Mistake 1: Opening Statements That Build Resistance, Not Interest
Within the first 15 seconds, you create one of two emotions within the person you’re speaking to: Resistance or interest.
Unfortunately, most callers create resistance. And that results in what they perceive as morale-killing rejection, along with an early exit from the phone call.
They start with an uninspiring line like,
“We sell _________ and I’d like to talk to you about them.”
The listener then justifiably thinks, “So what? Why should I listen?”
Here’s another sure resistance-builder.
“I sent you a letter and was wondering if you got it?”
So what if they did? What are they supposed to say? “Oh yes! Glad you called. I was just sitting here thinking that I should buy from you!”
What SHOULD you say during an opening to evoke interest? Here’s the simple three-step success formula.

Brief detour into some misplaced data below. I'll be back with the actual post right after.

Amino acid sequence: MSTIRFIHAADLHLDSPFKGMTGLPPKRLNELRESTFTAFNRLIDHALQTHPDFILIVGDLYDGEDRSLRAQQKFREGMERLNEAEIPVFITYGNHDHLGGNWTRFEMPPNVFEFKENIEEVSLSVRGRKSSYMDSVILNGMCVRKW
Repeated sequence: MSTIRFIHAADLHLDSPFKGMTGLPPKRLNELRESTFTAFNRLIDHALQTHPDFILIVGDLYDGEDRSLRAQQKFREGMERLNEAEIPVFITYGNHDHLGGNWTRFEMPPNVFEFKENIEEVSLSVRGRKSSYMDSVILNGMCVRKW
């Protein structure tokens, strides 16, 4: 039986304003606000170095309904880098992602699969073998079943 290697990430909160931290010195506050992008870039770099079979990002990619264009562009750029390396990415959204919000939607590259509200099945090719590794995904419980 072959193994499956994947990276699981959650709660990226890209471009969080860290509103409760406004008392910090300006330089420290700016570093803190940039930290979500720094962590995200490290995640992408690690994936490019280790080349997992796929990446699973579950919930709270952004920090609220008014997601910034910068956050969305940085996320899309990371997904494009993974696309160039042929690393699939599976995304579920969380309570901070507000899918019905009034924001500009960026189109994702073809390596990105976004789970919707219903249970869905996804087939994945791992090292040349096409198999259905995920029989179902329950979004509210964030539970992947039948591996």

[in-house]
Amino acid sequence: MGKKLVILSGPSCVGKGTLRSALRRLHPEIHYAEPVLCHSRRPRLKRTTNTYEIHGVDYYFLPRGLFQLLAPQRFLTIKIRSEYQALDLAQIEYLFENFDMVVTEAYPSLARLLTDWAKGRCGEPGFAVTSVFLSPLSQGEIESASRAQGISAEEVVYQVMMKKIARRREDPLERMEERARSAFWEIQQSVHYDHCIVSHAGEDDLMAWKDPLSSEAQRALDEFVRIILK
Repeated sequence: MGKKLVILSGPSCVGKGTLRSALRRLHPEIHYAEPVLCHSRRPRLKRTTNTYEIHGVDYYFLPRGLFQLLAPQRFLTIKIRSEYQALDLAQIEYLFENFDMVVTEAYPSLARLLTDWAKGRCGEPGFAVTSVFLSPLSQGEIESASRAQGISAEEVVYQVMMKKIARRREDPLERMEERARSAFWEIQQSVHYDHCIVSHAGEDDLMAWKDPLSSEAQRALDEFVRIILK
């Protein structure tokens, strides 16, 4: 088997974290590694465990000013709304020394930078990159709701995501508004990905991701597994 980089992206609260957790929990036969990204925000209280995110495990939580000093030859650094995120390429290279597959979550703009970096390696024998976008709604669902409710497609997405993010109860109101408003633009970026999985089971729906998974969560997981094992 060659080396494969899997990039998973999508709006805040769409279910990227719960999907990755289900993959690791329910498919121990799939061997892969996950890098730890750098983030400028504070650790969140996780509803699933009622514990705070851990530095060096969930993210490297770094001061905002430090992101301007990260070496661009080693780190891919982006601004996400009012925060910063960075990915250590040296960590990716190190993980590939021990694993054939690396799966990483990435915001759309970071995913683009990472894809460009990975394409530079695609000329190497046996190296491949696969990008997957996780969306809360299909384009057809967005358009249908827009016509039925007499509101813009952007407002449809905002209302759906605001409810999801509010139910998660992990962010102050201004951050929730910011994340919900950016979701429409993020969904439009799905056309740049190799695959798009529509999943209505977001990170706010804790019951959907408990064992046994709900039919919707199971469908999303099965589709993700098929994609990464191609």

Introduce yourself and organization.
Most importantly, state an interest-stimulating, curiosity-piquing benefit
that appeals to their desire to gain, or avoid loss, and,
3. Get them involved in a conversation. Remember, you want to do more listening than talking. Tell them that in order to deliver the potential benefit you alluded to, you need to get information. Here are examples,
“I’m Dan Fleming with Graphics Industries. We specialize in working with retailers in lowering overall advertising expenses while generating more store traffic. I’ve got a few ideas I’d like to discuss to see if this would be of any value to you and your company . . .”
Special Report: The Top 10 Mistakes Made By Salespeople When Using The Phone, And What You Can Do To Avoid These Errors